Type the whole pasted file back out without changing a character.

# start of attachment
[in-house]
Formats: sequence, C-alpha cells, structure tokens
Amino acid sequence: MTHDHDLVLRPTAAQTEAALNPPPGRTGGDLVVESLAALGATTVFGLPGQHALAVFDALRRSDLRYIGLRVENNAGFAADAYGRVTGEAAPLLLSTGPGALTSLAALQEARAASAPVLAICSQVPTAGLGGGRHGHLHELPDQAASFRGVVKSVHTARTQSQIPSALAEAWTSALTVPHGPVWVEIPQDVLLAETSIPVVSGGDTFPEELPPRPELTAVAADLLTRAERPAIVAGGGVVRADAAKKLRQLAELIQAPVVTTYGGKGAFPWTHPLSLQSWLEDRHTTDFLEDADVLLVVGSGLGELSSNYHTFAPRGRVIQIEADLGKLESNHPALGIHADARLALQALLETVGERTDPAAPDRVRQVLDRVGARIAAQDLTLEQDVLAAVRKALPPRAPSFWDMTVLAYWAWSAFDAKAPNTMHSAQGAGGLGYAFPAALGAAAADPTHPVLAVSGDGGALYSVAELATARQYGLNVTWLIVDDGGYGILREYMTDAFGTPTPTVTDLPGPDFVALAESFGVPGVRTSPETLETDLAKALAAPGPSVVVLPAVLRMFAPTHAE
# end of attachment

[in-house]
Formats: sequence, C-alpha cells, structure tokens
Amino acid sequence: MTHDHDLVLRPTAAQTEAALNPPPGRTGGDLVVESLAALGATTVFGLPGQHALAVFDALRRSDLRYIGLRVENNAGFAADAYGRVTGEAAPLLLSTGPGALTSLAALQEARAASAPVLAICSQVPTAGLGGGRHGHLHELPDQAASFRGVVKSVHTARTQSQIPSALAEAWTSALTVPHGPVWVEIPQDVLLAETSIPVVSGGDTFPEELPPRPELTAVAADLLTRAERPAIVAGGGVVRADAAKKLRQLAELIQAPVVTTYGGKGAFPWTHPLSLQSWLEDRHTTDFLEDADVLLVVGSGLGELSSNYHTFAPRGRVIQIEADLGKLESNHPALGIHADARLALQALLETVGERTDPAAPDRVRQVLDRVGARIAAQDLTLEQDVLAAVRKALPPRAPSFWDMTVLAYWAWSAFDAKAPNTMHSAQGAGGLGYAFPAALGAAAADPTHPVLAVSGDGGALYSVAELATARQYGLNVTWLIVDDGGYGILREYMTDAFGTPTPTVTDLPGPDFVALAESFGVPGVRTSPETLETDLAKALAAPGPSVVVLPAVLRMFAPTHAE